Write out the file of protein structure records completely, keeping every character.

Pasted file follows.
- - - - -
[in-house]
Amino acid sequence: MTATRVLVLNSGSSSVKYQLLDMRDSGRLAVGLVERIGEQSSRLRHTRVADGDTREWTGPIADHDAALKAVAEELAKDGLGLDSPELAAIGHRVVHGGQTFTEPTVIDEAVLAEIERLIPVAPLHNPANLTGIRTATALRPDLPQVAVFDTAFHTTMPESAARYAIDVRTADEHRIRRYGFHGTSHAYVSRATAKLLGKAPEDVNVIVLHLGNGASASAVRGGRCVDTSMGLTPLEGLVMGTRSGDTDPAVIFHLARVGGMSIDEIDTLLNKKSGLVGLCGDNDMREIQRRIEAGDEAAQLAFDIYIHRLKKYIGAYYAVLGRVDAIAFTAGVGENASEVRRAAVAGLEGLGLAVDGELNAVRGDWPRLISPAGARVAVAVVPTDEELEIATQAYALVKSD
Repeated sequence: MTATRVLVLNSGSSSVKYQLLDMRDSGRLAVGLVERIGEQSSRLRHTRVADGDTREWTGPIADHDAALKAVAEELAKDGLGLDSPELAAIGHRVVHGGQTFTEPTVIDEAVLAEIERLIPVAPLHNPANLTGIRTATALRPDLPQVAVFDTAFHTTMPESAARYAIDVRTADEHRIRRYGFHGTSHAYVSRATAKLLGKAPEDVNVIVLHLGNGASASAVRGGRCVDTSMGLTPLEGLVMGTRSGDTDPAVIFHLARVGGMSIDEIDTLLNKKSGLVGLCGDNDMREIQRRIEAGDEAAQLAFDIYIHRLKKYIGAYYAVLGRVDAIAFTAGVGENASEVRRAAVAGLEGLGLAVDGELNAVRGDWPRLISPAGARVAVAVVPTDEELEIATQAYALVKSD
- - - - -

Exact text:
[in-house]
Amino acid sequence: MTATRVLVLNSGSSSVKYQLLDMRDSGRLAVGLVERIGEQSSRLRHTRVADGDTREWTGPIADHDAALKAVAEELAKDGLGLDSPELAAIGHRVVHGGQTFTEPTVIDEAVLAEIERLIPVAPLHNPANLTGIRTATALRPDLPQVAVFDTAFHTTMPESAARYAIDVRTADEHRIRRYGFHGTSHAYVSRATAKLLGKAPEDVNVIVLHLGNGASASAVRGGRCVDTSMGLTPLEGLVMGTRSGDTDPAVIFHLARVGGMSIDEIDTLLNKKSGLVGLCGDNDMREIQRRIEAGDEAAQLAFDIYIHRLKKYIGAYYAVLGRVDAIAFTAGVGENASEVRRAAVAGLEGLGLAVDGELNAVRGDWPRLISPAGARVAVAVVPTDEELEIATQAYALVKSD
Repeated sequence: MTATRVLVLNSGSSSVKYQLLDMRDSGRLAVGLVERIGEQSSRLRHTRVADGDTREWTGPIADHDAALKAVAEELAKDGLGLDSPELAAIGHRVVHGGQTFTEPTVIDEAVLAEIERLIPVAPLHNPANLTGIRTATALRPDLPQVAVFDTAFHTTMPESAARYAIDVRTADEHRIRRYGFHGTSHAYVSRATAKLLGKAPEDVNVIVLHLGNGASASAVRGGRCVDTSMGLTPLEGLVMGTRSGDTDPAVIFHLARVGGMSIDEIDTLLNKKSGLVGLCGDNDMREIQRRIEAGDEAAQLAFDIYIHRLKKYIGAYYAVLGRVDAIAFTAGVGENASEVRRAAVAGLEGLGLAVDGELNAVRGDWPRLISPAGARVAVAVVPTDEELEIATQAYALVKSD